Speaking Truths To Power: Policy Ethnography And Police Reform In Bosnia And Herzegovina
Author: Jarrett Blaustein
Publisher: Oxford University Press, 2015. 243p.
Reviewer: Amelia Padurariu | July 2017
Jarrett Blaustein’s book is a must-read for those interested in police development assistance in transition settings, and in particular police reform projects at the local level, such as community-based policing. He approaches his analysis through an ethnographic lens, with the specific aim to shed light on the relationship between global liberal governance, global-local influences on policing (i.e. glocal policing) and police capacity building projects. Policy translation (of international norms within the local setting) is used to this end as the overarching conceptual focus, in order “to study institutional dynamics of convergence, modification, and resistance associated with interactive globalization” (p. 3).
Against this background, Blaustein builds a convincing conceptual framework to support the aims of the book and his research findings. The conceptual framework he builds is skillfully elaborated, put together in an original manner, by drawing from a diverse range of connected literatures and supported later on by the analyses of the case studies. As a result, both the theoretical part and the empirical part of the book are highly insightful. The conclusion flows naturally from the conceptual framework and empirical analyses of the book.
Furthermore, the use of an ethnographic approach to the research has specific value, as it allows the reader to obtain a unique insight into (cultural and contextual factors affecting) the implementation of police reform at the local level. In addition, it is specifically the insight provided by an ethnographic approach coupled with the analysis of policy translation that supports the idea of “speaking truth to power” present in the title of the book. Moreover, the focus on policy translation is aptly chosen for the research: not only does it allow for an examination of the interactions among various policy stakeholders, but it also fits with current thinking in international circles about the suitability of implementing internationally accepted norms for police reform in particular post-conflict countries.
By way of two specific case studies of community-based policing, i.e. the Safer Communities project managed by UNDP in designated pilot areas in Bosnia, and the implementation of a Swiss community policing model in Sarajevo canton, managed by the Swiss Agency for Development and Cooperation, the author delves into the practice of policing at the local level in Bosnia. For instance, he reveals the programmatic challenges encountered by project implementers in designing and managing local policing projects, notably due to the strong dependency of project implementation on highlighting the value of (short-term) project outputs to donors. However, he also observes the policy mediating role of international development workers and local police officers in addressing the interests of donors and local communities and, to a certain extent, their ability to meet both concerns.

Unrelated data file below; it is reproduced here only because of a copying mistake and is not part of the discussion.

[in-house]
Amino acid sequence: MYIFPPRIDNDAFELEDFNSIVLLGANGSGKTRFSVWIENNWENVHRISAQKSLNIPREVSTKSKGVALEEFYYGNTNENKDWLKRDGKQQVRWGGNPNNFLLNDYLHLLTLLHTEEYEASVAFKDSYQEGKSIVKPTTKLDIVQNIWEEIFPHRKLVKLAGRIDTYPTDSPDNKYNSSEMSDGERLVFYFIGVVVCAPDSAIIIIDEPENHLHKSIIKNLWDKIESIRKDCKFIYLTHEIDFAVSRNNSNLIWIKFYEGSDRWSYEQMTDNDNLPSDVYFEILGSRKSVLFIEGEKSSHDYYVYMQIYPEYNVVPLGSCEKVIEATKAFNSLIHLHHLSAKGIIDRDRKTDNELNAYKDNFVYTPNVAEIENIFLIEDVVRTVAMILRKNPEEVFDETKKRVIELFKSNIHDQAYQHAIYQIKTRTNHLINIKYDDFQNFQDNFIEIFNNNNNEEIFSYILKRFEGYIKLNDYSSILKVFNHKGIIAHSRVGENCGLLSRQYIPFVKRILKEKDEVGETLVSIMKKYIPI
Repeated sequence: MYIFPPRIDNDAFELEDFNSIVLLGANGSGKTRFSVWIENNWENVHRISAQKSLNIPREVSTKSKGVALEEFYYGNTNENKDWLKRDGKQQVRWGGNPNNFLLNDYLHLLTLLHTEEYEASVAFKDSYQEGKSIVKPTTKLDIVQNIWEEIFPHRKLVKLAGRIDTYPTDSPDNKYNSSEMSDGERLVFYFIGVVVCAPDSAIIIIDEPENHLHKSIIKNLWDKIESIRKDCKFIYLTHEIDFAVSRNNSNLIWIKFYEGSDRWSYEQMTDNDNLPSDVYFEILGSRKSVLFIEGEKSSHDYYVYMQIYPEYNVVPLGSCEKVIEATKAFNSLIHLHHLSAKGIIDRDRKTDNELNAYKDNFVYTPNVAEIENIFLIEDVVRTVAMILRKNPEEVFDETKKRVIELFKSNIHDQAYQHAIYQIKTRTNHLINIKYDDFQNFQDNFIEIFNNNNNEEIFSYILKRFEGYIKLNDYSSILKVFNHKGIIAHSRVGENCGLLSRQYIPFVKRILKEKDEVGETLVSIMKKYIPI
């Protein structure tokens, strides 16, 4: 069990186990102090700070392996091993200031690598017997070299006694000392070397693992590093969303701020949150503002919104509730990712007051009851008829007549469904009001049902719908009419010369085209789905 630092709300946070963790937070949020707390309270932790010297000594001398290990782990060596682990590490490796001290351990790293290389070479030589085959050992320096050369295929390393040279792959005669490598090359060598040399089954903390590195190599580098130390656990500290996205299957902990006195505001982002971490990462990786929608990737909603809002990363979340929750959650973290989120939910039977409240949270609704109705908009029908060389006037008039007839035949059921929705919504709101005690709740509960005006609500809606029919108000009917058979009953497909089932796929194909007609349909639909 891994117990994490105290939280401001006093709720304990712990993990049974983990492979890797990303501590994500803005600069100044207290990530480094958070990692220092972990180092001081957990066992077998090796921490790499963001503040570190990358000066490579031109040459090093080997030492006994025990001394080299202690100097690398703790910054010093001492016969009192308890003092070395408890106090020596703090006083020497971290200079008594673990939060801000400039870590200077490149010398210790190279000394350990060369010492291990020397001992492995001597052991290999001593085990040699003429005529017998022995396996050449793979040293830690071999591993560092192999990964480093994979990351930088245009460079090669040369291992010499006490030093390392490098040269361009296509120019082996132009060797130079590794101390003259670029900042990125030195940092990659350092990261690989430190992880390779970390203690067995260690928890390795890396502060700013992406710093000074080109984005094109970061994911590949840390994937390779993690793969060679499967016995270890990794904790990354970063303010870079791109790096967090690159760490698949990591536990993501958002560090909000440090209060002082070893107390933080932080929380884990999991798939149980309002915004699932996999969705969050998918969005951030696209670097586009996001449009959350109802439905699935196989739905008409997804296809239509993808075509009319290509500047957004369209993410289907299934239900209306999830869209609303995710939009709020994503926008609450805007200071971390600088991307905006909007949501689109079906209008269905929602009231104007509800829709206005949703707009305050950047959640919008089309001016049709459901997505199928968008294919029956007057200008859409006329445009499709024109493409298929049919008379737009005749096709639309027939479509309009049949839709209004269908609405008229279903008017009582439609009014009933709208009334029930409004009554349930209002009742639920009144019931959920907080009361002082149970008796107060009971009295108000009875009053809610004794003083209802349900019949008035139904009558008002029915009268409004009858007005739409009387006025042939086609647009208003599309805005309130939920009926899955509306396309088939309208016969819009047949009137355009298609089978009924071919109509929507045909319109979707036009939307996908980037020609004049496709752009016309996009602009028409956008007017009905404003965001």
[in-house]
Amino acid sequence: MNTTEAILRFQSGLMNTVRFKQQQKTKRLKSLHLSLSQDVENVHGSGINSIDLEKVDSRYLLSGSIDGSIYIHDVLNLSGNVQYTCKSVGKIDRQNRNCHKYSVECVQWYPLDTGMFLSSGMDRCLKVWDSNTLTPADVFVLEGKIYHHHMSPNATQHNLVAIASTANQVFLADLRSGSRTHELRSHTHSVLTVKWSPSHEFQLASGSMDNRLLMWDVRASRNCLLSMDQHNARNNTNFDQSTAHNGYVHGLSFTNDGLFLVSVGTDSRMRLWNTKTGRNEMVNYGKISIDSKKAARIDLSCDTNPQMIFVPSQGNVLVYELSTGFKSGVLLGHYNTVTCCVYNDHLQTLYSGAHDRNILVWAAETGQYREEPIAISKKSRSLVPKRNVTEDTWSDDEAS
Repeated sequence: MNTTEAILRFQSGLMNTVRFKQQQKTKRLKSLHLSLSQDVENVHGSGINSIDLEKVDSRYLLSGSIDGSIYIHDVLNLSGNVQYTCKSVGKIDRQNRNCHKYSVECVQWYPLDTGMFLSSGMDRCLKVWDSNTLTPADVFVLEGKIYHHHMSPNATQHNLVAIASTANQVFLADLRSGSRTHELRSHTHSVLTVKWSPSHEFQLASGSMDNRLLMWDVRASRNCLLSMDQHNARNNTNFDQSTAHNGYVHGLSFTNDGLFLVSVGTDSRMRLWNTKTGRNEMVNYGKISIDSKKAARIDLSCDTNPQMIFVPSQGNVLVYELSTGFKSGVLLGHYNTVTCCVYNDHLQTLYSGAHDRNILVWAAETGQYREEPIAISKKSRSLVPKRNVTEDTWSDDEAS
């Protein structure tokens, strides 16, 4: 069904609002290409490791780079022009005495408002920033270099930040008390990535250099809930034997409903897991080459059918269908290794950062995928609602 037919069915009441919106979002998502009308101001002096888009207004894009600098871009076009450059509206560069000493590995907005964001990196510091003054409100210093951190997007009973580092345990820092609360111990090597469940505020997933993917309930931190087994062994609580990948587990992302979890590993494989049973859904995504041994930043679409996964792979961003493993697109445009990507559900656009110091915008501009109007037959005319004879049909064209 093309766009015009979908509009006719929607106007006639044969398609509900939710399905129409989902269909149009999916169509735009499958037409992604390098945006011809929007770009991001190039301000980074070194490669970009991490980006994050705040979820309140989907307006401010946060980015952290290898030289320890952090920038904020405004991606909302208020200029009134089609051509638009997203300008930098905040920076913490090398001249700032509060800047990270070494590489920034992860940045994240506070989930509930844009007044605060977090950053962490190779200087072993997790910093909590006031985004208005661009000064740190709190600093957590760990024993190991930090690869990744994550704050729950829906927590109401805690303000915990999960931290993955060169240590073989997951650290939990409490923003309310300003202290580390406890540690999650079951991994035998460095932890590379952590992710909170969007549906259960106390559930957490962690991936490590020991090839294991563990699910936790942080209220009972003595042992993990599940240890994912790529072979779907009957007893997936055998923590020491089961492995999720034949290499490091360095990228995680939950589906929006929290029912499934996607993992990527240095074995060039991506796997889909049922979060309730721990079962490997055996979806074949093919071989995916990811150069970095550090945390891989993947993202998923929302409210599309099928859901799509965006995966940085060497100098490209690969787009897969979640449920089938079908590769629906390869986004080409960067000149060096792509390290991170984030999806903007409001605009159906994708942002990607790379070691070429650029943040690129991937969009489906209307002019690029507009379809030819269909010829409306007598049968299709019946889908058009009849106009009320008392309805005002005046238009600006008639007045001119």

In general, one possible critique of the book is that the choice of Bosnia as the focus of the empirical analysis is not essential to the conceptual framework, apart from its post-conflict/ transitional nature. This means that the theoretical approach of the book has value in being refined and applied to other settings where international assistance to local policing is underway. The case of Bosnia is useful, however, in demonstrating a practical analysis of the elements posed by the theoretical part of the book. This is due to the case study’s specific dynamics at the local level, and considerable international assistance devoted to it. While Blaustein argues that the two selected case studies of community-based policing which he examines in the book are not representative of an entire field, nor sufficient to draw a theory of transnational policing, he does reveal aspects that can certainly contribute in this direction. Clearly, the insight provided by the case studies required from the author a great deal of involvement and thought put into research design, data collection and subsequent analysis. In doing so, he introduces the reader to a subtle world of interactions between the global and the local.
Amelia Padurariu is an Associate Researcher at the Free University of Brussels (VUB).